Depression Quest Is the Most Important Game I’ve Ever Played

I didn’t want to play it.

Depression Quest entered my radar when I read an article about a female game dev getting harassed by some pathetic mouth-breathers on the internet. Ever the proud feminist, I looked into it further. Her name is Zoe Quinn, and she’s trying to get Depression Quest, a game she made with Patrick Lindsay and Isaac Schankler, through Steam’s Greenlight program.

I’ve spent most of my life struggling with depression, but the past few years have been easier. I’ve been managing my depression, hating myself less, coming out of my funks with less difficulty. With the exception of a particularly rough recent couple of months, I’ve felt like the worst is behind me. It has certainly been better than the hell that was high school and college. But I still struggle socially. I haven’t had a girlfriend in some years, and I avoid going out at all costs.

I read more articles, and even followed Zoe on Twitter. But I didn’t look into Depression Quest itself. It was a subconscious sort of thing. I took note of its existence, but otherwise paid it no mind. I didn’t stop to think why I wasn’t researching this further.

Then, yesterday, as I was about to head to bed, I took one last look through my Twitter feed, and read some of Zoe’s tweets about how Depression Quest was helping so many people grabbed my attention. On a whim, I finally Googled it.


Depression Quest is a free game you can play in your browser, in a sort of choose-your-own-adventure style. You’re a person living with depression, and you have to manage your social life, relationships, family pressures, and a job you can’t stand. You’ll need to make choices to proceed, but depending on how depressed you are, some options will simply be unavailable to you.

And I pulled up short. The first page warns that people who are currently suffering from depression and are easily triggered may want to shy away, and while I’m currently on an upswing, I was worried this could drag me back down. This was not going to be a fun experience. And it was already after my usual bedtime. But despite every excuse I could think of not to play it, something told me this could be really, really important.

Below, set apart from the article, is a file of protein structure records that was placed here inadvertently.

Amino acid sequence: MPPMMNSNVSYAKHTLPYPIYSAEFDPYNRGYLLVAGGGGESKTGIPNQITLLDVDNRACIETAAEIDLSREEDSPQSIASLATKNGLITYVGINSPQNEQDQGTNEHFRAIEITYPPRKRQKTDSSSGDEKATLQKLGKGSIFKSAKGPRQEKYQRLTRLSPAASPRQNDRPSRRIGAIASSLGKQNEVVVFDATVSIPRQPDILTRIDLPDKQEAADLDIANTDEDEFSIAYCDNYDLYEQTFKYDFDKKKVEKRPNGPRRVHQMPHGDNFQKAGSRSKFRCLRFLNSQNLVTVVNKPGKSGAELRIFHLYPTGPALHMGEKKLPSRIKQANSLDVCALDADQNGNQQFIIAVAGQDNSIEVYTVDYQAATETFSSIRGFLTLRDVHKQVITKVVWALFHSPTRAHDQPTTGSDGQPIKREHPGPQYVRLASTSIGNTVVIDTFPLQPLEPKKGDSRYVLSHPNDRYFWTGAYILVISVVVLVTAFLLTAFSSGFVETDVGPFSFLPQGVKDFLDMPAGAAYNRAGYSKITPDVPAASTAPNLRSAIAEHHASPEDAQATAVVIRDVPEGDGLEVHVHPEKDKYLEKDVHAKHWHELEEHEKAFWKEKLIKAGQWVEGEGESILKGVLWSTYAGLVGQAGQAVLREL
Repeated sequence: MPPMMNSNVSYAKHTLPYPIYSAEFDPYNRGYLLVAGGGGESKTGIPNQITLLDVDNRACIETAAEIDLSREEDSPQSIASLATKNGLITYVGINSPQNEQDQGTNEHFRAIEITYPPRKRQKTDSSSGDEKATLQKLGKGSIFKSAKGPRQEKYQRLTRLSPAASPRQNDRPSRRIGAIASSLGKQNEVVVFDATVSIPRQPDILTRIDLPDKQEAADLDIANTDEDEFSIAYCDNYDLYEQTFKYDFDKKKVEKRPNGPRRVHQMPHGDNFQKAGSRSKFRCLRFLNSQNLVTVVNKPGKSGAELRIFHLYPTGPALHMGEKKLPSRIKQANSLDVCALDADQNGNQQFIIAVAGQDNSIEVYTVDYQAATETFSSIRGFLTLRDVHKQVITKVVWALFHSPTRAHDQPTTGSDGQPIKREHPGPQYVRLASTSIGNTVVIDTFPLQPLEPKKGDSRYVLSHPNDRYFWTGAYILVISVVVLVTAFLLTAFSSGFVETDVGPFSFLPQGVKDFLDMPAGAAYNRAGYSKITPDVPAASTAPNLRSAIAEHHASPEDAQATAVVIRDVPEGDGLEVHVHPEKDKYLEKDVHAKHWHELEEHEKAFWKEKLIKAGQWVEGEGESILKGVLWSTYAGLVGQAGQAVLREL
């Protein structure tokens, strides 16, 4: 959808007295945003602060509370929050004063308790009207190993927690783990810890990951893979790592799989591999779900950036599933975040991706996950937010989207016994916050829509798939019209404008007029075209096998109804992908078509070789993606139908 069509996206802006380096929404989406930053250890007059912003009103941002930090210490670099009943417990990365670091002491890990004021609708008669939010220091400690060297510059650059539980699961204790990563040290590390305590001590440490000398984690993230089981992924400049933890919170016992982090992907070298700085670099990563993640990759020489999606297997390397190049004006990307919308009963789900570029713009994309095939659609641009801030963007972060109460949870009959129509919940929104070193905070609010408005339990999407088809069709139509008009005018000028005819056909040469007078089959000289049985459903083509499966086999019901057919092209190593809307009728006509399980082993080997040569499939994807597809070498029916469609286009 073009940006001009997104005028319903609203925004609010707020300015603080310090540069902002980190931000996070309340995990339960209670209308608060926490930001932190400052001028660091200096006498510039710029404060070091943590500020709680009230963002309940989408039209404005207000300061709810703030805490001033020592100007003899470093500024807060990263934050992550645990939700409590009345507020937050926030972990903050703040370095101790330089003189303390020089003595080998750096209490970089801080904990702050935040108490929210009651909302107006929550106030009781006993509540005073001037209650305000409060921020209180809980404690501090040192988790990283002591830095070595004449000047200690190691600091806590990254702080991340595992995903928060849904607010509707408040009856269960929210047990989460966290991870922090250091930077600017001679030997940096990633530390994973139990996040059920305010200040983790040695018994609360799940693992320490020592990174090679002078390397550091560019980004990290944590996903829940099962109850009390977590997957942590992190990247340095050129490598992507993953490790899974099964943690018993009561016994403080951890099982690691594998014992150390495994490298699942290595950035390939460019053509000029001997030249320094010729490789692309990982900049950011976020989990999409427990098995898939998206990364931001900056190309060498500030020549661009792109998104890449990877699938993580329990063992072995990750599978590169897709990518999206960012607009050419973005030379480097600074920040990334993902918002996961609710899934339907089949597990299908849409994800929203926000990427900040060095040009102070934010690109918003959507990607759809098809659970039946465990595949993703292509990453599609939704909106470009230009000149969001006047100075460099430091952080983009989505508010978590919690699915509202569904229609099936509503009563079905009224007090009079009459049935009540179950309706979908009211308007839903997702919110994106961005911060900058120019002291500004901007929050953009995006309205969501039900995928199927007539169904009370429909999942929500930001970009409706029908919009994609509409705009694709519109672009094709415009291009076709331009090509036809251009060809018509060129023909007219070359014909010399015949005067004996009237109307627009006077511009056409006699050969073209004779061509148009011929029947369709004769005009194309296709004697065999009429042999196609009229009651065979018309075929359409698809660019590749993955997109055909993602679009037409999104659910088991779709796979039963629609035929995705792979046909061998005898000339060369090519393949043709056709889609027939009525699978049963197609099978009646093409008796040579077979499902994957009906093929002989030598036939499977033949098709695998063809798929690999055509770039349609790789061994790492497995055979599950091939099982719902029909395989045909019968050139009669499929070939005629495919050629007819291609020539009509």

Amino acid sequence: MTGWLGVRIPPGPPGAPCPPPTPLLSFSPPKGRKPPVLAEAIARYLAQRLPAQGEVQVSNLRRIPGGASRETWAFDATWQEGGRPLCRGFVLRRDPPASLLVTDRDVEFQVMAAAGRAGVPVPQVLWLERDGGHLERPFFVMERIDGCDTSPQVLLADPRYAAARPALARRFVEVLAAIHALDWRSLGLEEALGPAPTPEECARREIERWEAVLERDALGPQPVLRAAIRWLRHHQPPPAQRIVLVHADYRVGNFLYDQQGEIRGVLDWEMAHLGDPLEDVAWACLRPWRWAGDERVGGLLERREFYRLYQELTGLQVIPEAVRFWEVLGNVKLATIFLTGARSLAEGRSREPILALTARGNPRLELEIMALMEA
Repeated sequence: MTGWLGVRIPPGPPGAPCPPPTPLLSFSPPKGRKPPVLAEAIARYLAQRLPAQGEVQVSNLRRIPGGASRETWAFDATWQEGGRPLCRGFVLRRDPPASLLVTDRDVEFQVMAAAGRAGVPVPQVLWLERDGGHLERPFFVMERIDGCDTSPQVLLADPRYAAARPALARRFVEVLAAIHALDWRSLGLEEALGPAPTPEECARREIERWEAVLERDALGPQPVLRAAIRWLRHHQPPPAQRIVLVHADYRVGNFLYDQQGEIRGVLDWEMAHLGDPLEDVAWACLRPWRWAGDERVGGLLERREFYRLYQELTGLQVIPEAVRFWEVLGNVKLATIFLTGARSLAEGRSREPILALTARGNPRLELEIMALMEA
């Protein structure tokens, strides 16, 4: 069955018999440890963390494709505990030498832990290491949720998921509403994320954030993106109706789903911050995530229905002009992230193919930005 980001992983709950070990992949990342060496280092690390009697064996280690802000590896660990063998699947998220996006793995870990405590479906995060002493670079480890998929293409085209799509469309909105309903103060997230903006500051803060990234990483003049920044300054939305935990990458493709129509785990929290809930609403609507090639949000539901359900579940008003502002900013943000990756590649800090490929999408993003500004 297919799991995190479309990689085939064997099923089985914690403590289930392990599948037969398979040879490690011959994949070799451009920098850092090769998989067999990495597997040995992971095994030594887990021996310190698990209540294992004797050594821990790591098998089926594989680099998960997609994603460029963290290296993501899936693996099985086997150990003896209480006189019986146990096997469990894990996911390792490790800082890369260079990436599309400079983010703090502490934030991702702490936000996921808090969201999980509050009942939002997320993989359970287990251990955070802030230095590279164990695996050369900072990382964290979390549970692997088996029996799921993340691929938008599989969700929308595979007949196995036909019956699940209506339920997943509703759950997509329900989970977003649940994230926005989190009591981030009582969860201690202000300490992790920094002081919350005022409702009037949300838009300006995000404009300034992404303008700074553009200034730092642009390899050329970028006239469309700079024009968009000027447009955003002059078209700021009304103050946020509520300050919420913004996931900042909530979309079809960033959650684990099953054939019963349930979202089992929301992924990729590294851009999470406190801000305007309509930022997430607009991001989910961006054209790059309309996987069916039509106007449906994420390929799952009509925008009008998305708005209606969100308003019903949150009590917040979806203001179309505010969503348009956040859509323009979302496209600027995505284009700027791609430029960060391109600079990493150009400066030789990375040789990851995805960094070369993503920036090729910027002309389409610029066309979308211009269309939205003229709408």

So I shrugged and clicked “Begin.”

It did not take long before I was completely blown away. I cried, twice, before it was all over. They captured better than I can, better than I dared to dream was possible, what it’s like to be depressed. This wasn’t a game about someone with depression. This was a game about me. This WAS me in 1997, 2000, 2005, 2008, a month ago, and a thousand times in-between.

I cannot urge you strongly enough to play this game. I don’t mean just gamers, I mean EVERYONE. If I could publish this article in the Wall Street Journal, I would.

If you know someone with depression (and you DO), you owe it to yourself and you owe it to them to play this game with an open heart and an open mind – this is how we live our lives. These are the fights we face each and every single day, and the miracle of it all is that a lot of us are still here. We are still fighting.

If you suffer from depression yourself, I also recommend it – as they say on the first page, it could trigger a strong emotional reaction, but it proves unequivocally that there are others who know how it feels, and that you are NOT alone. There is hope, you are loved, and there is a reason to keep fighting.

Depression Quest isn’t the best game I’ve ever played, but it’s easily the most important. This game will not only teach you something – it will make you a better person.

You can find and play the game here – – you can pay what you want, or play it for free. A portion of all proceeds goes to iFred, a charity that seeks to shine a light on depression to help fight it – and the stigma that comes with it.